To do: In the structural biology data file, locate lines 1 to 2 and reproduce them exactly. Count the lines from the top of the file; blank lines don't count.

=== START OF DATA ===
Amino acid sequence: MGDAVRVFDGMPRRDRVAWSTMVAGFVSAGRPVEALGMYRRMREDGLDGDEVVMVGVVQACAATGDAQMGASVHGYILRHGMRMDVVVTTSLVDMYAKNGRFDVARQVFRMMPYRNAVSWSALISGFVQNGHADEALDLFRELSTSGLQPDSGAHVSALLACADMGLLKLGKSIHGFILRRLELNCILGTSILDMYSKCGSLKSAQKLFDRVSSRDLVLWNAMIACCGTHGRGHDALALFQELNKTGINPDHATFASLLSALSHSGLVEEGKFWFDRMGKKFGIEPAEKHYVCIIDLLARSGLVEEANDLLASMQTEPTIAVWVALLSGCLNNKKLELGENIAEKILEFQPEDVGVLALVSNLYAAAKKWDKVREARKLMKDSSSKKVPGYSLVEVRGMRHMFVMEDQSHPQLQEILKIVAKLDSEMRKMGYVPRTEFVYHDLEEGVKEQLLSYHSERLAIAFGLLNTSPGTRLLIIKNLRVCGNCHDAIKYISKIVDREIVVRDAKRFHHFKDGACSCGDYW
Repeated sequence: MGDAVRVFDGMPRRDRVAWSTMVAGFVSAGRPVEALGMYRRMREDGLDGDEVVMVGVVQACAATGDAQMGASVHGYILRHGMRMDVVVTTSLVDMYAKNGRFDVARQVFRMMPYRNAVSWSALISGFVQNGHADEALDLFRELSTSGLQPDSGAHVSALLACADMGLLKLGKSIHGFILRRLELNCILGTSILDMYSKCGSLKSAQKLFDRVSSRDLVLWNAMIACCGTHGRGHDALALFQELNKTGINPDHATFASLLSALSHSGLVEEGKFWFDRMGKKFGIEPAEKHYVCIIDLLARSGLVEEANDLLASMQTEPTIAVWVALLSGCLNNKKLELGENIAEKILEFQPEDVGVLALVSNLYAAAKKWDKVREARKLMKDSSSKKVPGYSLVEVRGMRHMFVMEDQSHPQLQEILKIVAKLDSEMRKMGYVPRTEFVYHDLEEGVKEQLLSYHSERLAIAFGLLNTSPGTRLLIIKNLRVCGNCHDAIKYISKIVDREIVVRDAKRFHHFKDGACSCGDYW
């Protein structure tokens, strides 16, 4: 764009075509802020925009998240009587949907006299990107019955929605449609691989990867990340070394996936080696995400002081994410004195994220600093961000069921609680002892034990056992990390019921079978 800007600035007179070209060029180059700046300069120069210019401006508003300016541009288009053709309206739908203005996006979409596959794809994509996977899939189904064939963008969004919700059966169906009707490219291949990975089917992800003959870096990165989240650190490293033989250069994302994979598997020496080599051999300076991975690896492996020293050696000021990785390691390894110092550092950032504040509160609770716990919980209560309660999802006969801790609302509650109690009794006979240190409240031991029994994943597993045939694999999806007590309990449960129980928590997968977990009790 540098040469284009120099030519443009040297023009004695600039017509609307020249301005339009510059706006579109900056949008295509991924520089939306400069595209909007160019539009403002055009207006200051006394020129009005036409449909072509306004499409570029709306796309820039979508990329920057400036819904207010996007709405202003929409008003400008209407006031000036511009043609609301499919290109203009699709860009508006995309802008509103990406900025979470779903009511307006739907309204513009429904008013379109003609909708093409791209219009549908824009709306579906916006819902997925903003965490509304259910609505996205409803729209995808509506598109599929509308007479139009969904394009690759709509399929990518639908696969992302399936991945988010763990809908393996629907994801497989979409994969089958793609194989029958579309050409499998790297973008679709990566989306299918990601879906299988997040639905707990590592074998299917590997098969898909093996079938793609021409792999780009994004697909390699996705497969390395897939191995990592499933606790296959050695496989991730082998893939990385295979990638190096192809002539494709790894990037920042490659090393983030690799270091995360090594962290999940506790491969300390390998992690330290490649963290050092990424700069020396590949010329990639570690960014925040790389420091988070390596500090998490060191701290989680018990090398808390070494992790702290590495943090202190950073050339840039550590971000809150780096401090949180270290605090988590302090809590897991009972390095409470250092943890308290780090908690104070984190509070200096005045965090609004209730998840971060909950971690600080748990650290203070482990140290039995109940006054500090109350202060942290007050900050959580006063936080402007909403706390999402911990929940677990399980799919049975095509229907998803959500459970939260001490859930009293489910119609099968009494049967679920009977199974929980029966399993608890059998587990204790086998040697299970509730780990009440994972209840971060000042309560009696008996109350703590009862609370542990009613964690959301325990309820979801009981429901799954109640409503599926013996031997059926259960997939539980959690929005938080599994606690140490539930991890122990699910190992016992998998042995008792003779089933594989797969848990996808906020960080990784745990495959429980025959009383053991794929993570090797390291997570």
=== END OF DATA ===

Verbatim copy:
Amino acid sequence: MGDAVRVFDGMPRRDRVAWSTMVAGFVSAGRPVEALGMYRRMREDGLDGDEVVMVGVVQACAATGDAQMGASVHGYILRHGMRMDVVVTTSLVDMYAKNGRFDVARQVFRMMPYRNAVSWSALISGFVQNGHADEALDLFRELSTSGLQPDSGAHVSALLACADMGLLKLGKSIHGFILRRLELNCILGTSILDMYSKCGSLKSAQKLFDRVSSRDLVLWNAMIACCGTHGRGHDALALFQELNKTGINPDHATFASLLSALSHSGLVEEGKFWFDRMGKKFGIEPAEKHYVCIIDLLARSGLVEEANDLLASMQTEPTIAVWVALLSGCLNNKKLELGENIAEKILEFQPEDVGVLALVSNLYAAAKKWDKVREARKLMKDSSSKKVPGYSLVEVRGMRHMFVMEDQSHPQLQEILKIVAKLDSEMRKMGYVPRTEFVYHDLEEGVKEQLLSYHSERLAIAFGLLNTSPGTRLLIIKNLRVCGNCHDAIKYISKIVDREIVVRDAKRFHHFKDGACSCGDYW
Repeated sequence: MGDAVRVFDGMPRRDRVAWSTMVAGFVSAGRPVEALGMYRRMREDGLDGDEVVMVGVVQACAATGDAQMGASVHGYILRHGMRMDVVVTTSLVDMYAKNGRFDVARQVFRMMPYRNAVSWSALISGFVQNGHADEALDLFRELSTSGLQPDSGAHVSALLACADMGLLKLGKSIHGFILRRLELNCILGTSILDMYSKCGSLKSAQKLFDRVSSRDLVLWNAMIACCGTHGRGHDALALFQELNKTGINPDHATFASLLSALSHSGLVEEGKFWFDRMGKKFGIEPAEKHYVCIIDLLARSGLVEEANDLLASMQTEPTIAVWVALLSGCLNNKKLELGENIAEKILEFQPEDVGVLALVSNLYAAAKKWDKVREARKLMKDSSSKKVPGYSLVEVRGMRHMFVMEDQSHPQLQEILKIVAKLDSEMRKMGYVPRTEFVYHDLEEGVKEQLLSYHSERLAIAFGLLNTSPGTRLLIIKNLRVCGNCHDAIKYISKIVDREIVVRDAKRFHHFKDGACSCGDYW